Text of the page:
Emotional Trash Bag Figures

Using trash bags, unused grocery bags and plastic sheets, Pakistani artist Khalil Chishtee creates life-sized figures wracked with emotion. He uses these materials as a metaphor for “recycling our identities” or braving the problems of life.

"For the first time I have used trash or recycled bags as my medium because no matter how many times I recycle plastic, it will remain plastic only, it will not change, so why do we change after being replaced?,” he says. “We change names, religion, language and even emotions. Why can’t we also remain 'human beings’ that we essentially are?"

Look through his various works and you’ll feel a sense of sadness wash over you. His torn, withering figures appear hopeless, as if they’re struggling, trying to cope with the insurmountable problems of everyday life.







Khalil Chishtee’s website





December 2, 2016

Upside Down Christmas Tree Hangs in the Halls of Tate Britain

  Every December, the Tate Britain debuts its much-anticipated Christmas tree. Designed by a different contemporary artist each year, the famed museum’s trees are both yuletide decorations and works of modern art. This year, Iranian installation artist Shirazeh Houshiary has quite literally turned the tradition on its head with her upside-down evergreen. Suspended by its trunk, the tree hovers above the main entrance’s stunning spiral staircase.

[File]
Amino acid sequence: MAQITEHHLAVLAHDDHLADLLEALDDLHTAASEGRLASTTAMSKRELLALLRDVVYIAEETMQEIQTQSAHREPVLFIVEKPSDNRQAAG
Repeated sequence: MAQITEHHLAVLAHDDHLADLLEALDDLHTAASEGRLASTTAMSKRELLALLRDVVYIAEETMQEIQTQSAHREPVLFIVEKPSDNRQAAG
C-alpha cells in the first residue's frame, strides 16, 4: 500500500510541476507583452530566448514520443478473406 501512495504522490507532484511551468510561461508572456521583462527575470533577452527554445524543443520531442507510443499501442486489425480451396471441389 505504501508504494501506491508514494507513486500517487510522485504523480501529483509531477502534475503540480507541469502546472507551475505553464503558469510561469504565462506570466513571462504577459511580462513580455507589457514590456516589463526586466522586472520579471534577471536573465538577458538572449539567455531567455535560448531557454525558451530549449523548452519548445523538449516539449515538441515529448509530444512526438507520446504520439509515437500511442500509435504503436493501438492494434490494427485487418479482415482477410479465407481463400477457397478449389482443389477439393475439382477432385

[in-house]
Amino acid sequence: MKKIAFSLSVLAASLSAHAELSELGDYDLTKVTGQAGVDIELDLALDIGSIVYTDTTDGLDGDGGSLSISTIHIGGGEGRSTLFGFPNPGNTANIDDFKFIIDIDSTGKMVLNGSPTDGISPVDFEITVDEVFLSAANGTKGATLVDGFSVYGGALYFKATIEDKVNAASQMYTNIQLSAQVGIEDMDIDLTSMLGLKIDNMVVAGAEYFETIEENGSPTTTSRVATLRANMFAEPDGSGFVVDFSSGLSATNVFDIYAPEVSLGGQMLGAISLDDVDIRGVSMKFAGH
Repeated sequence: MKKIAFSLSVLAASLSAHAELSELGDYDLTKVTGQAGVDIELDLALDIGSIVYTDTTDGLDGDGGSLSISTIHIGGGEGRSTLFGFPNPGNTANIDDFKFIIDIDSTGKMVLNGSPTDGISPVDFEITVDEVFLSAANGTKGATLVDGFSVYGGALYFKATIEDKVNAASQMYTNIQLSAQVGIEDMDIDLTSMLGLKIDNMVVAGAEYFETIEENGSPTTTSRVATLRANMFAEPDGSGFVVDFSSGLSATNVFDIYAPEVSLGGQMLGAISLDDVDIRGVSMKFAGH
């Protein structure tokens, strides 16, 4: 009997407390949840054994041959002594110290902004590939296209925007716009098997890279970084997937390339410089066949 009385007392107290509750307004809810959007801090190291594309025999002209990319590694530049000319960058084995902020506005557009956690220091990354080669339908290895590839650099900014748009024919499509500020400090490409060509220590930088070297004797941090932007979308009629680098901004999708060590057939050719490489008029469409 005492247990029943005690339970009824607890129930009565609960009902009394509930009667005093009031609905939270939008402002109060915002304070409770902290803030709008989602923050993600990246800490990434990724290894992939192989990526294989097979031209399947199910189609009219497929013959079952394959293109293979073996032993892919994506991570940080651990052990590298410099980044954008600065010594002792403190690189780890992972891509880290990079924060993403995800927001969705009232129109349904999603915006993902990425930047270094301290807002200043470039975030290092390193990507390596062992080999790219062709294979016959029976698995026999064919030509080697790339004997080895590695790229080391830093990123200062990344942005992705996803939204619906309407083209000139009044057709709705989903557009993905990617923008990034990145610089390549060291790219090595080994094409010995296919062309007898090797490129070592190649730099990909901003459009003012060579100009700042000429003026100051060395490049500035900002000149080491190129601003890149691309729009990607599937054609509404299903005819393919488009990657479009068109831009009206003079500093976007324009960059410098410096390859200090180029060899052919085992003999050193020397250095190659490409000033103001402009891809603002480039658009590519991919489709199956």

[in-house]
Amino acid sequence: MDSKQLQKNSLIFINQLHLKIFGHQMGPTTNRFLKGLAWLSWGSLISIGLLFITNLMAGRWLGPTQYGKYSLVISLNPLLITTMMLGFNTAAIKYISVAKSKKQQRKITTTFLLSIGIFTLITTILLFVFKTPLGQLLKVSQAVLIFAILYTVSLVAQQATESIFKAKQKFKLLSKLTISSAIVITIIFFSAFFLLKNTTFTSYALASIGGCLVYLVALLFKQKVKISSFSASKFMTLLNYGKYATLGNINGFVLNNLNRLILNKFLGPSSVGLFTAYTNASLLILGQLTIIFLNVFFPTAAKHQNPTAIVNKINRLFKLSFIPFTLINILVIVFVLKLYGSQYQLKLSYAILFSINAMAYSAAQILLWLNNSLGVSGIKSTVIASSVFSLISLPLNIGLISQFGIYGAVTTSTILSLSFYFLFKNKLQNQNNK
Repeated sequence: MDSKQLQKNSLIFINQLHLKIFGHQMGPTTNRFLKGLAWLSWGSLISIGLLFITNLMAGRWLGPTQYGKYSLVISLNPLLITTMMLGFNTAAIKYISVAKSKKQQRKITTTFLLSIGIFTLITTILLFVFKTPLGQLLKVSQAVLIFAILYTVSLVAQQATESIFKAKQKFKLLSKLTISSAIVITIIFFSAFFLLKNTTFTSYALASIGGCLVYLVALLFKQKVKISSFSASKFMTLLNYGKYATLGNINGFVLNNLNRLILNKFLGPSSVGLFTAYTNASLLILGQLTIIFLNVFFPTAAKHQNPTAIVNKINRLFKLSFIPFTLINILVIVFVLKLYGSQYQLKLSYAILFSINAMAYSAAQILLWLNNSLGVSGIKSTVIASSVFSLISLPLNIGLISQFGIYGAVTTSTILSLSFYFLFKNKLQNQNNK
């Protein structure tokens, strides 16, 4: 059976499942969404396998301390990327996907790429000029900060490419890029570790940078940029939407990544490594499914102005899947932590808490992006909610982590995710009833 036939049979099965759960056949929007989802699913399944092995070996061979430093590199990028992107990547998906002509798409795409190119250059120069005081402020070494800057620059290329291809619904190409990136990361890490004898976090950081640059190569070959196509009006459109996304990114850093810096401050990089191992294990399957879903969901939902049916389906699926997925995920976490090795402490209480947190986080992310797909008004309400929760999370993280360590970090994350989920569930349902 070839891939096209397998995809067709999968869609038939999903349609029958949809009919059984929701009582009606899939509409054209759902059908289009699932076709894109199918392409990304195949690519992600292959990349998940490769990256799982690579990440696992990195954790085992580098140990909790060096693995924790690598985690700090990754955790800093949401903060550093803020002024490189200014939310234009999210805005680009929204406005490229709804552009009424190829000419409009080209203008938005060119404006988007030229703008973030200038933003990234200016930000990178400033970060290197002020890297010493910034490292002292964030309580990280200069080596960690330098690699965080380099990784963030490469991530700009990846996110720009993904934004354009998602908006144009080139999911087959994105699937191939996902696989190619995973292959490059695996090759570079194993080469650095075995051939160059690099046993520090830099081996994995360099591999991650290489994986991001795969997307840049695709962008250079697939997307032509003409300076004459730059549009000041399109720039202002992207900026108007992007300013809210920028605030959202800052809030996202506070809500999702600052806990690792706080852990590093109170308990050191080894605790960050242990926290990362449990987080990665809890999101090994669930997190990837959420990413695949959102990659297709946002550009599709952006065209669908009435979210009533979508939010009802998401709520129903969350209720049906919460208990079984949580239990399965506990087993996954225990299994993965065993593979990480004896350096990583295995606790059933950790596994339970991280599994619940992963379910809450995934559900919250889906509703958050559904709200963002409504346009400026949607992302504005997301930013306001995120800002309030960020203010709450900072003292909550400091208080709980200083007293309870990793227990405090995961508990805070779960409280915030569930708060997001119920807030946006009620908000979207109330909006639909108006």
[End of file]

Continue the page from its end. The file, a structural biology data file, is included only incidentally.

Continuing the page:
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December 2, 2016

Photographer Searches for Mystery Wedding Couple After Discovering Film in 50-Year-Old Camera

You never know what you’ll find when you buy something that’s vintage. When photographer Alex Galmeanu bought a rare 50-year-old camera off eBay, he never expected to find an exposed (but undeveloped) roll of film inside. “Of course I had it developed right away,” he wrote, “and, as a surprise again, I was able to recover 10 quite usable images, especially when considering their age.

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